Research Topic

Energy & Climate

Rhodium analyzes the market impact of energy and environmental policy and the economic risks of global climate change.

Rhodium's Energy & Climate research team includes policy experts, economists, energy modelers, climate scientists and data engineers. The team uses a suite of proprietary and open-source models to analyze the economic, energy market and emissions impact of policy developments at the local and national level, and international levels. Through the Climate Impact Lab, they provide decision-makers in the public, financial services, corporate, philanthropic and non-profit sectors with actionable information about the economic risks of climate change in different sectors of the economy and regions of the world.

A selection of Rhodium's public Energy & Climate research is available below. For more information about Rhodium's commercial research services or client data portals, email:

Dec 19, 2019

The Year-End Clean Energy Tax Credit Deal: Swing and a Miss for Climate

While Congress had the chance to make some meaningful progress on technology deployment and greenhouse gas (GHG) emission reductions, the final tax credit package came up short of its potential. In this note, we review what made the cut, what didn’t, and where we go from here.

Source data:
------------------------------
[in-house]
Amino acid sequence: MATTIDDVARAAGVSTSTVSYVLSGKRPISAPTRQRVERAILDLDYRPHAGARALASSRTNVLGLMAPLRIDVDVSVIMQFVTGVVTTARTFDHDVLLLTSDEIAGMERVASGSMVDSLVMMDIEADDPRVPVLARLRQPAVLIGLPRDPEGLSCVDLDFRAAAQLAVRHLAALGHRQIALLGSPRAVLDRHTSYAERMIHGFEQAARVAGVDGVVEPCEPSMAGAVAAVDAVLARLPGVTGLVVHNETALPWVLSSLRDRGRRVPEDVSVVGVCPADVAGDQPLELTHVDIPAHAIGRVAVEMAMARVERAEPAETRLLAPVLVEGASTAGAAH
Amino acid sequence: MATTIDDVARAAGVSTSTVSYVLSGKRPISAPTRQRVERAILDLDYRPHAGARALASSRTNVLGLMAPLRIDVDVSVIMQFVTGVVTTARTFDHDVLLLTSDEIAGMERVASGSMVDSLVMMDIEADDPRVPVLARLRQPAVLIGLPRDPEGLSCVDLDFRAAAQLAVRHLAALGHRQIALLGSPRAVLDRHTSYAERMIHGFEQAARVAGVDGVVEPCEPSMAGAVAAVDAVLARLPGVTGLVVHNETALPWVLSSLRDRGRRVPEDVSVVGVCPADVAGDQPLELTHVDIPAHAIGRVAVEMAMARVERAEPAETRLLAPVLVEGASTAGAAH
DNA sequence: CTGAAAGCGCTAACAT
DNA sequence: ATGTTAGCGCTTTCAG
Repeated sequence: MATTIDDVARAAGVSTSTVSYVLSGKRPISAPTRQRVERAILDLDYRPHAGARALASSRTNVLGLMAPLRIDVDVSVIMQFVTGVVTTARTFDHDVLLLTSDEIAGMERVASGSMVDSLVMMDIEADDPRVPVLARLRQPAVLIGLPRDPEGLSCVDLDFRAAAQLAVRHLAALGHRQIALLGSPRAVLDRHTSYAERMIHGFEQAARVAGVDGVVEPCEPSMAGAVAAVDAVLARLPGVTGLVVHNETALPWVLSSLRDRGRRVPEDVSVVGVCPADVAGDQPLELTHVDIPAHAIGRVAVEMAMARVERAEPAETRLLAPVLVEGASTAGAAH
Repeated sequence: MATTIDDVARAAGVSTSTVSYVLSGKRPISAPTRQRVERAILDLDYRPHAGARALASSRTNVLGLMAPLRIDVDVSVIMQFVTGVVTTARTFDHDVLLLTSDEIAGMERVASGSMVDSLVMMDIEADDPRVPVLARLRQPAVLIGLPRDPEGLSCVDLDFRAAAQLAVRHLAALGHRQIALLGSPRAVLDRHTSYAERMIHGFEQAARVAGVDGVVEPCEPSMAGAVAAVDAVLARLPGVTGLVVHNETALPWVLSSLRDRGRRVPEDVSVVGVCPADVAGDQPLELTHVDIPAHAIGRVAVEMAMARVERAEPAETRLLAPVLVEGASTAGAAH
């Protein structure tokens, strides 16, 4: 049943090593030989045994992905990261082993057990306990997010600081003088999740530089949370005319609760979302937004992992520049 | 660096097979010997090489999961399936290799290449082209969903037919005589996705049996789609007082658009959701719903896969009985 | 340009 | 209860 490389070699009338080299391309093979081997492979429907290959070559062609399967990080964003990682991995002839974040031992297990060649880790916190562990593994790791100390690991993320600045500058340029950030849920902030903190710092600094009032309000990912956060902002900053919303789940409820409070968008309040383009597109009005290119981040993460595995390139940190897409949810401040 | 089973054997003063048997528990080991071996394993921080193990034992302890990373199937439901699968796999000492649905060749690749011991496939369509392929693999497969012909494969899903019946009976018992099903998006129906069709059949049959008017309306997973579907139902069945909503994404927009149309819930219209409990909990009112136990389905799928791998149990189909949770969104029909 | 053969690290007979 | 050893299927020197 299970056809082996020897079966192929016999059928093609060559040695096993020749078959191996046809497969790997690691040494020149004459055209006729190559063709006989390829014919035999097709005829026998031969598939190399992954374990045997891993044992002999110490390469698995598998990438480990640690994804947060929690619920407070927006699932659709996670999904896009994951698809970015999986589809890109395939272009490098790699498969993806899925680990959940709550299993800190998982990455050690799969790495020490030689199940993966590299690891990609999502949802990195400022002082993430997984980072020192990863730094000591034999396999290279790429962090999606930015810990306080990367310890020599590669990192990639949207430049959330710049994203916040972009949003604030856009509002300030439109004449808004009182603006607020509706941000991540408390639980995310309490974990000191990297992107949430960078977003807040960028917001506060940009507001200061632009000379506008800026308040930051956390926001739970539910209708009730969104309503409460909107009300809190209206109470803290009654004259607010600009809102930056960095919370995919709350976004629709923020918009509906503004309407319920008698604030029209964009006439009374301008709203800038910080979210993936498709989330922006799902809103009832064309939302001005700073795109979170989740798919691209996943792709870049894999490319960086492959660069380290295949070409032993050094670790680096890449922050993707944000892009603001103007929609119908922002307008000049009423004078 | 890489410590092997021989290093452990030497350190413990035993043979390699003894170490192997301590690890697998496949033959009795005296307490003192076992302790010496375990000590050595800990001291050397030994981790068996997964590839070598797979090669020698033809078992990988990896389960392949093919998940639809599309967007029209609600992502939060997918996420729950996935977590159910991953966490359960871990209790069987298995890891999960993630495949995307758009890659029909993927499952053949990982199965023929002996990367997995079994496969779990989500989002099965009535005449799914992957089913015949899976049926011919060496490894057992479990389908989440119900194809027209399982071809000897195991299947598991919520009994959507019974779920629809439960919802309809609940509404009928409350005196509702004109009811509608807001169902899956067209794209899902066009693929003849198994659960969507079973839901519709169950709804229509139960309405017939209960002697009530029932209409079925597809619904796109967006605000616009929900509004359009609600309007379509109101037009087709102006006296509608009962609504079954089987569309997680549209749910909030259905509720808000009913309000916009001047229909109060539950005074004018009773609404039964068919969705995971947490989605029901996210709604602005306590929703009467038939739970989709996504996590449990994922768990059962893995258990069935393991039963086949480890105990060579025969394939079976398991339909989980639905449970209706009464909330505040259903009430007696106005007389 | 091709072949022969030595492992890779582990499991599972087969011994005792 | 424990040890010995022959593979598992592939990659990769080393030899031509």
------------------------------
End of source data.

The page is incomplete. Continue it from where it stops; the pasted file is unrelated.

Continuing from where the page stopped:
John Larsen
Dec 2, 2019

Gigatons at Stake: The Top Five Global Developments to Watch

If the world is to stay on track to meet the Paris Agreement goal of limiting warming to well below 2° Celsius, we need to reduce annual greenhouse gas emissions anywhere from 15-32 gigatons of CO2 equivalent in 2030. The answer to five key questions could have a meaningful, multi-gigaton effect on global emissions.
Kate Larsen, Alfredo Rivera, Mikhail Grant, and Shashank Mohan
Oct 29, 2019

New Jersey's Rising Coastal Risk

Changes in the climate since the 1980s have put a growing share of New Jersey’s coastal communities at risk.
Hannah Hess, Michael Delgado, Ali Hamidi, Trevor Houser, Robert Kopp, Ian Bolliger, Solomon Hsiang, and Michael Greenstone
Jul 8, 2019

Taking Stock 2019

Given the current state and federal policy landscape and range of potential energy market dynamics on the horizon, we find that the US is on track to reduce emissions 13% to 16% below 2005 levels by 2020.
Hannah Pitt, Kate Larsen, Hannah Kolus, Shashank Mohan, John Larsen, Whitney Herndon, and Trevor Houser